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4/18/2005
Texas Rep Wants Homeowners Associations to Ticket Residents
A Texas state Representative wants Homeowners Association to issue speeding tickets to residents.

Representative Linda Harper-Brown
Cities won't be the only ones running speed traps if Texas state Representative Linda Harper-Brown gets her way. She has filed legislation that would allow Homeowner Associations to use radar guns and issue their own speeding tickets to residents. The legislation puts no restrictions on the association as far as the amount of the fine or the procedures used to set the speed limit or issue citations, except that a resident is only to be cited for doing 10 MPH over the limit. To enforce the new rule, the bill gives associations the power to file a lawsuit or foreclose on the home if the ticket is not paid. Anyone receiving a ticket could write a written promise not to speed again to get out of the first offense. The bill also allows the association to summarily ban a resident from using common property.

Homeowners association disputes can often turn ugly. Last year, the 89-year old father-in-law of Supreme Court Justice Clarence Thomas fought his Omaha, Nebraska association which tried to ban him from flying an American flag on his balcony.

Article Excerpt:
H.B. No. 1770
A BILL TO BE ENTITLED
AN ACT
relating to the power of a property owners' association to levy certain fines.

BE IT ENACTED BY THE LEGISLATURE OF THE STATE OF TEXAS:
SECTION 1. Section 209.006(a), Property Code, is amended to read as follows:
(a) Before a property owners' association may suspend an owner's right to use a common area, file a suit against an owner other than a suit to collect a regular or special assessment or foreclose under an association's lien, charge an owner for property damage, or levy a fine for a violation of the restrictions or bylaws or rules of the association other than a violation described by Section 206.0061, the association or its agent must give written notice to the owner by certified mail, return receipt requested.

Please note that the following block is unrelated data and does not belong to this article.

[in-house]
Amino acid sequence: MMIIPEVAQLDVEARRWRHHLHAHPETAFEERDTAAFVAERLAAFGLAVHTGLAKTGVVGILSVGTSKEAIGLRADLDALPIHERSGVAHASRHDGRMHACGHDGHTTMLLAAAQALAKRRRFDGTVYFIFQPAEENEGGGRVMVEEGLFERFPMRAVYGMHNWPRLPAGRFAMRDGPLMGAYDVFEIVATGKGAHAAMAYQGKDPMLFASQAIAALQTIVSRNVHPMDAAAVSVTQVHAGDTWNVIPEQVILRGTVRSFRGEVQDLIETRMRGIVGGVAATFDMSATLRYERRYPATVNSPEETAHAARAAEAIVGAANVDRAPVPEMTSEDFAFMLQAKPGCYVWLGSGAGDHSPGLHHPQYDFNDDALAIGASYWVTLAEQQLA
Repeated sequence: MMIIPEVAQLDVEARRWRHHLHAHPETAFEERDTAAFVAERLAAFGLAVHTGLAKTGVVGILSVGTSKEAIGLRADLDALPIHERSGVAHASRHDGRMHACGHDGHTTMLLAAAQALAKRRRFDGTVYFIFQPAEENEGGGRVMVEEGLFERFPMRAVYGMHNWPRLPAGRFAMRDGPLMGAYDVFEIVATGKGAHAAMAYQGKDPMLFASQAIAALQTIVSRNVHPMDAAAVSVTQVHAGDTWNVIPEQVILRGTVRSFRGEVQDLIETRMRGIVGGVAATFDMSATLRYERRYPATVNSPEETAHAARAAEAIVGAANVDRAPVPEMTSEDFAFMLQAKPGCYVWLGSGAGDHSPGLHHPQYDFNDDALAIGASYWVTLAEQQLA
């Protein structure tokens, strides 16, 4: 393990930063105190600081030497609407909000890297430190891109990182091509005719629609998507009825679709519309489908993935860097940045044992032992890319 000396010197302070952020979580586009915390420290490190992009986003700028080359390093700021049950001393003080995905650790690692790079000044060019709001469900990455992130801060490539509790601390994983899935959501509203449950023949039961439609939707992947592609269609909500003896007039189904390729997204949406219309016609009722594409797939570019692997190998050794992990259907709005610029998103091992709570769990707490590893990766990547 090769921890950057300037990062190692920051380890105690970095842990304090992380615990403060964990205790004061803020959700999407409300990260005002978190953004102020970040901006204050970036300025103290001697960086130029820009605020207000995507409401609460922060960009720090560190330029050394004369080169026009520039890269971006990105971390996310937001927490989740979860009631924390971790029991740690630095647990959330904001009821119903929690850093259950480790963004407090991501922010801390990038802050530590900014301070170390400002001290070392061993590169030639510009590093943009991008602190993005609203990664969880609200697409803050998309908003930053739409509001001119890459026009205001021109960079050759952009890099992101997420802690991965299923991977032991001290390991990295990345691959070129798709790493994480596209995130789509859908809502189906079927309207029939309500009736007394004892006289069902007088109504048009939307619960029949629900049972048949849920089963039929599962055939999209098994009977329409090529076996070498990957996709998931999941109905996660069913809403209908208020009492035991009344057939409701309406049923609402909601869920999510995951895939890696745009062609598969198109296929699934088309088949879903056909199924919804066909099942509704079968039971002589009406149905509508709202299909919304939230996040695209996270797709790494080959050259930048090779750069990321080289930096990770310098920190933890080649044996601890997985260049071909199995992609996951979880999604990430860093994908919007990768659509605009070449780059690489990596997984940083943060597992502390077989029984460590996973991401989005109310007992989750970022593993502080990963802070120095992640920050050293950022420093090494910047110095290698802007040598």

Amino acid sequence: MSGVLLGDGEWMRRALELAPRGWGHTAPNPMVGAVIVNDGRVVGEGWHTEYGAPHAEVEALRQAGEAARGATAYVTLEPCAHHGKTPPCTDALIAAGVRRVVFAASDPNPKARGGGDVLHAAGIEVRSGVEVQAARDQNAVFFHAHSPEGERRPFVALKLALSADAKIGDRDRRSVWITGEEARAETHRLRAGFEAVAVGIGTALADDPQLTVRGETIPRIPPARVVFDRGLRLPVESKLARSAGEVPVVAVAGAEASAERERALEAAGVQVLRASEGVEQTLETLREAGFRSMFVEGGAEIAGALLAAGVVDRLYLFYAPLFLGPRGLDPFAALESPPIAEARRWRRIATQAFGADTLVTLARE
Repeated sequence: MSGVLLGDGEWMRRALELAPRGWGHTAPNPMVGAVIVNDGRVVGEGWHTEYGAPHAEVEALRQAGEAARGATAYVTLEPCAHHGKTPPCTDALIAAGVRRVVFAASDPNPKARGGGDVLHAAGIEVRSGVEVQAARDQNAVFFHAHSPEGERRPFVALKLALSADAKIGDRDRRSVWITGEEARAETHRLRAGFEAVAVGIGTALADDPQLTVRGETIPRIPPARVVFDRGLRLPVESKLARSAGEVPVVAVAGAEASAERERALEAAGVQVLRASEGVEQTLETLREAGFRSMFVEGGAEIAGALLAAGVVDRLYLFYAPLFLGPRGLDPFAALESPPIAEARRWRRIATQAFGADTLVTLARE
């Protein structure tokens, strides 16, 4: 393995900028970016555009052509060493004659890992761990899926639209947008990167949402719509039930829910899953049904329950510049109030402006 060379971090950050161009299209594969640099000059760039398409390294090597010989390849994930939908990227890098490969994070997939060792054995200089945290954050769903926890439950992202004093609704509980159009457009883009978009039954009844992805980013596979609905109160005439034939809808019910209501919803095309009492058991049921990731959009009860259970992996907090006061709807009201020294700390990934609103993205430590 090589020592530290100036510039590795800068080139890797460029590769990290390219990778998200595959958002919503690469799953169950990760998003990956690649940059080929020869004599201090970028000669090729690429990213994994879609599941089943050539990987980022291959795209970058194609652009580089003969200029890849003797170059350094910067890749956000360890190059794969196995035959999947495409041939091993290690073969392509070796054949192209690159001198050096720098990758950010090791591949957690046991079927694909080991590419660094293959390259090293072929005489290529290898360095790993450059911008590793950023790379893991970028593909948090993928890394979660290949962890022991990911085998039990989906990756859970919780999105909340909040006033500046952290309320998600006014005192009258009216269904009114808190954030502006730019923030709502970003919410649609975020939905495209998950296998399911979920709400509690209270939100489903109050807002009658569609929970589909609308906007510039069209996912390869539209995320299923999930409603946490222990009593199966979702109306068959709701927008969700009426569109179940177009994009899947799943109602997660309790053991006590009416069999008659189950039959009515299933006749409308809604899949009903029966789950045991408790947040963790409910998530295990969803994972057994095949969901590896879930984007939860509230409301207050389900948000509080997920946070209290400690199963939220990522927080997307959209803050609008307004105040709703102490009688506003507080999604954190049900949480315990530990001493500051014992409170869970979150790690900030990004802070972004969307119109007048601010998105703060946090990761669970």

SECTION 2. Chapter 209, Property Code, is amended by adding Section 209.0061 to read as follows:
Sec. 209.0061. NOTICE REQUIRED BEFORE LEVYING FINE FOR SPEEDING. (a) This section applies only to a violation of the posted speed limit on a private road in a subdivision in which a property owners' association may exercise the association's authority.
(b) Before a property owners' association may levy a fine for a violation described by Subsection (a), the association or its agent must give written notice to an owner alleged to have committed the violation by certified mail, return receipt requested. The notice must:
(1) describe the violation that is the basis for the fine and state any amount due the association from the owner; and
(2) inform the owner that, except as provided by Subsection (c), the owner may:
(A) avoid the fine by entering into a signed, written agreement with the association promising to obey all posted speed limits in the subdivision; and
(B) request a hearing under Section 209.007 on or before the 30th day after the date the owner receives the notice.
(c) An owner who commits a violation described by Subsection (a) may not avoid a fine under Subsection (b) if:
(1) the owner was given notice of another speeding violation as required by Subsection (b) within the preceding year; or
(2) the violation giving rise to the fine is exceeding, by 10 or more miles per hour, the posted speed limit on a private road in the subdivision.
(d) In this section, "private road" has the meaning assigned by Section 541.302, Transportation Code.

SECTION 3. Sections 209.007(b) and (d), Property Code, are amended to read as follows:
(b) If a hearing is to be held before a committee, the notice prescribed by Section 209.006 or 209.0061(b) must state that the owner has the right to appeal the committee's decision to the board by written notice to the board.
(d) The notice and hearing provisions of Sections [Section] 209.006 and 209.0061 and this section do not apply if the association files a suit seeking a temporary restraining order or temporary injunctive relief, [or] files a suit that includes
foreclosure as a cause of action, or levies a fine for a violation described by Section 209.0061. If a suit is filed relating to a
matter to which those sections apply, a party to the suit may file a motion to compel mediation. The notice and hearing provisions of Section 209.006 and this section do not apply to a temporary suspension of a person's right to use common areas if the temporary suspension is the result of a violation that occurred in a common area and involved a significant and immediate risk of harm to others in the subdivision. The temporary suspension is effective until the board makes a final determination on the suspension action after following the procedures prescribed by this section.

SECTION 4. The changes in law made by this Act apply only to a fine that is levied on or after the effective date of this Act. A fine that is levied before the effective date of this Act is covered by the law in effect at the time the fine was levied, and the former law is continued in effect for that purpose.

SECTION 5. This Act takes effect September 1, 2005.


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